We have already left behind the race to unbuckle our seat belt binge after binge, but it is still good to have new ideas to surprise visitors or get friends. In addition, now we spend more time at home and the cold, contrary to what happens with the heat, encourages us to get tangled up in the kitchen and turn everything upside down.
Today’s recipe is one of those that departs from the established dogmas of Iberian pastry: whoopie pies. A hybrid between biscuit and brownie that children love because of how delicious they are and how much they will fill with chocolate when they are prepared. They are very easy to do and allow all the combinations that one wants. Same as the brownie -that old story of that pastry chef who forgot to put yeast on his cake-, the story of this cake is just as unique: it was created by Pennsylvania Amish women who popularized it among all their diners.
It was still the classic chocolate cake but filled with one of the most used ingredients in American confectionery at the end of the 19th and 20th centuries; marshmallows – also known as clouds or marshmallows-, it took on the appearance of a hamburger. Name? It was put by the consumers of the time, who every time they saw one in their lunch box they exclaimed “Whoopie!”.
It is curious the impact that marshmallows had at the time. In the 30s it was the most consumed sweet; so much so that in the cookbooks of the time not a single dessert is conceived without them (that’s why I am not surprised at the popularity that the whoopie pies).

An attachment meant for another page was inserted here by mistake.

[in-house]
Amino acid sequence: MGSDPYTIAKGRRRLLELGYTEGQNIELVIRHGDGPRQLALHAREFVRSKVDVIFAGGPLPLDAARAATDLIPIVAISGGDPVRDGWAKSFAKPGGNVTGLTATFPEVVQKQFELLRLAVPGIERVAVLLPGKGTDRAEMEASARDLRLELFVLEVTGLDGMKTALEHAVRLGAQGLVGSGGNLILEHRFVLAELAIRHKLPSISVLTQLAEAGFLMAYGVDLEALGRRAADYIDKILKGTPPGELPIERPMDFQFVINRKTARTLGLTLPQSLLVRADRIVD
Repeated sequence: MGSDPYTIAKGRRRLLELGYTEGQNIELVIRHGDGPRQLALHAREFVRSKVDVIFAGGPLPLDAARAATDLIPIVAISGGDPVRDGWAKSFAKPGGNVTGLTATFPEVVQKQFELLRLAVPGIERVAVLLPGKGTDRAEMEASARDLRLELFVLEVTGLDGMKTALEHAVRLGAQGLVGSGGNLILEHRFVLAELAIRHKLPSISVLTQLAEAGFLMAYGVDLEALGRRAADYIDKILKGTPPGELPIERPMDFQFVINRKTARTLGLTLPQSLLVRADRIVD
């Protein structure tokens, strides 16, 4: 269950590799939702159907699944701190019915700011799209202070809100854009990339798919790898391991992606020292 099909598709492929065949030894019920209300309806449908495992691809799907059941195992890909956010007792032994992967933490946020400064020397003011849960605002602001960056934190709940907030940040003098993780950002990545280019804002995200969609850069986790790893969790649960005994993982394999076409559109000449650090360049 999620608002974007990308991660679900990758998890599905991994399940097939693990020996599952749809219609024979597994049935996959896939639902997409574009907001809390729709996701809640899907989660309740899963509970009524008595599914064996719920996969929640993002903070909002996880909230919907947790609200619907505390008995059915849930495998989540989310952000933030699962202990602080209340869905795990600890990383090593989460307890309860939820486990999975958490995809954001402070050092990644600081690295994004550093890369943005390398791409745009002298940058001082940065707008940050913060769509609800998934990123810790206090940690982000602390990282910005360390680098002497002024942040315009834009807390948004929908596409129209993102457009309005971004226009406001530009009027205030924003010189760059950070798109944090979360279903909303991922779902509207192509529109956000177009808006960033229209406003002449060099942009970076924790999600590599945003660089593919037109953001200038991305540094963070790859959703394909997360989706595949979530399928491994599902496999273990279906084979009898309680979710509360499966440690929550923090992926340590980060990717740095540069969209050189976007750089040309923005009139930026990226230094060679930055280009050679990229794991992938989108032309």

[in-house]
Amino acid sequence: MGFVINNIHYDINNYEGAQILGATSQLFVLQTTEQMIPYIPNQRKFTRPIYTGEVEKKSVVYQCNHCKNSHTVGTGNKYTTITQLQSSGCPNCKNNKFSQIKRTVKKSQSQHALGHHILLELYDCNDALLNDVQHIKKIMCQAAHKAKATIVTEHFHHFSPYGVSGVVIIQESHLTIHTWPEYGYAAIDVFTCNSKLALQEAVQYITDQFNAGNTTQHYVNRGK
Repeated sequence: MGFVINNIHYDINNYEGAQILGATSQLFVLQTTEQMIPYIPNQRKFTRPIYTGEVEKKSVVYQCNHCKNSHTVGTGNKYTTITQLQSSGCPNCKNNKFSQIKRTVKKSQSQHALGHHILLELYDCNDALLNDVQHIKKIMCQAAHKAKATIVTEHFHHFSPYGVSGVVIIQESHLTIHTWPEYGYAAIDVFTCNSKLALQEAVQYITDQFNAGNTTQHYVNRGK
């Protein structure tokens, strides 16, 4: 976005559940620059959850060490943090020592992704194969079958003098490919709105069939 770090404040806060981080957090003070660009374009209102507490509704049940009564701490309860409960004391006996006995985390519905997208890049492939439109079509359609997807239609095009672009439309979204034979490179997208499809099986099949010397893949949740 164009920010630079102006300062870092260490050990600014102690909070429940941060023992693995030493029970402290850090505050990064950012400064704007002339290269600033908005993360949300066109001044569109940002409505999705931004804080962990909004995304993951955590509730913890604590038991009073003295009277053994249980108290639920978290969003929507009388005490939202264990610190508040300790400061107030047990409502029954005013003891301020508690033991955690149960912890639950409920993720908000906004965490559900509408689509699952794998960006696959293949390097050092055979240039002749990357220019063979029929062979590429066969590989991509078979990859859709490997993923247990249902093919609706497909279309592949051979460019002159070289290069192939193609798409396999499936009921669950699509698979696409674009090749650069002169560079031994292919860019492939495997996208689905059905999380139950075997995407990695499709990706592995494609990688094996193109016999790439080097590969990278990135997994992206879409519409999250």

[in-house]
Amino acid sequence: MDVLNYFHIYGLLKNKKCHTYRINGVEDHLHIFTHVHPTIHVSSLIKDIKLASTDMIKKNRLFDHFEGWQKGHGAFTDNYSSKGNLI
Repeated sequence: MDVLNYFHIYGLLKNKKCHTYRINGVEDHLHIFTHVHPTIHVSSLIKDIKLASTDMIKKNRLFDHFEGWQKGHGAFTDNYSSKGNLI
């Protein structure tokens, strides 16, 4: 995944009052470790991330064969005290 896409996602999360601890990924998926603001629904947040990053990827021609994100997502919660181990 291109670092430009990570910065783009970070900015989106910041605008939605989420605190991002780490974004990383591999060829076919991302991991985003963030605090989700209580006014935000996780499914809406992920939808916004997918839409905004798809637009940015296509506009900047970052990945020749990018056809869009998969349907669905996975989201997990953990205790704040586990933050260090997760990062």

They are fluffy, chocolaty and, at the same time, creamy. Well escorted by a hot chocolate it can be the ultimate snack or breakfast. On this occasion, although we have been faithful to the original recipe of the dough, we have changed the marshmallow filling for a classic icing sugar and cream cheese frosting, creamier and less cloying.
If you have a food processor, don’t blink.
For the mass
- 250 g of wheat flour
- 60 g of pure cocoa powder
- 1 teaspoon of baking soda
- ½ teaspoon of salt
- 200g sugar
- 120g butter
- 1 egg
- 1 teaspoon vanilla extract
- 250 ml milk
For the frosting
- 195 g very cold cream
- 150 g cream cheese
- 75 g icing sugar
Heat the oven to 180 degrees and put parchment paper on a cookie sheet.
Mix the flour, cocoa powder, baking soda, and salt. Reserve.
In a mixer, beat the butter and sugar until everything is well combined. Add the egg and vanilla. Beat until smooth and homogeneous. Add the milk little by little. (It can be cut, but when the dry ingredients are added, it will all come together.)
Slowly incorporate the dry ingredients. Mix until well blended.
Put the mixture in a pastry bag and put portions of dough on the tray with paper, leaving a certain separation between them. Better than on that missing because when baked they will double in size. Bake at 180º for 10-12 minutes or until a toothpick inserted in the center comes out clean.
For the frosting: whip the cream very cold: it is even advisable to put the cream and the bowl where it is going to whip in the freezer. Reserve. Beat and mix the cream cheese with 75 g of icing sugar. Integrate the cream little by little and with enveloping movements. Fill the cupcakes when they are cold and serve.
If you make this recipe, share the result on your social networks with the hashtag #RecetasComidista. And if it goes wrong, complain to the Chef’s Ombudsman by sending an email to [email protected]
Eddie is an Australian news reporter with over 9 years in the industry and has published on Forbes and tech crunch.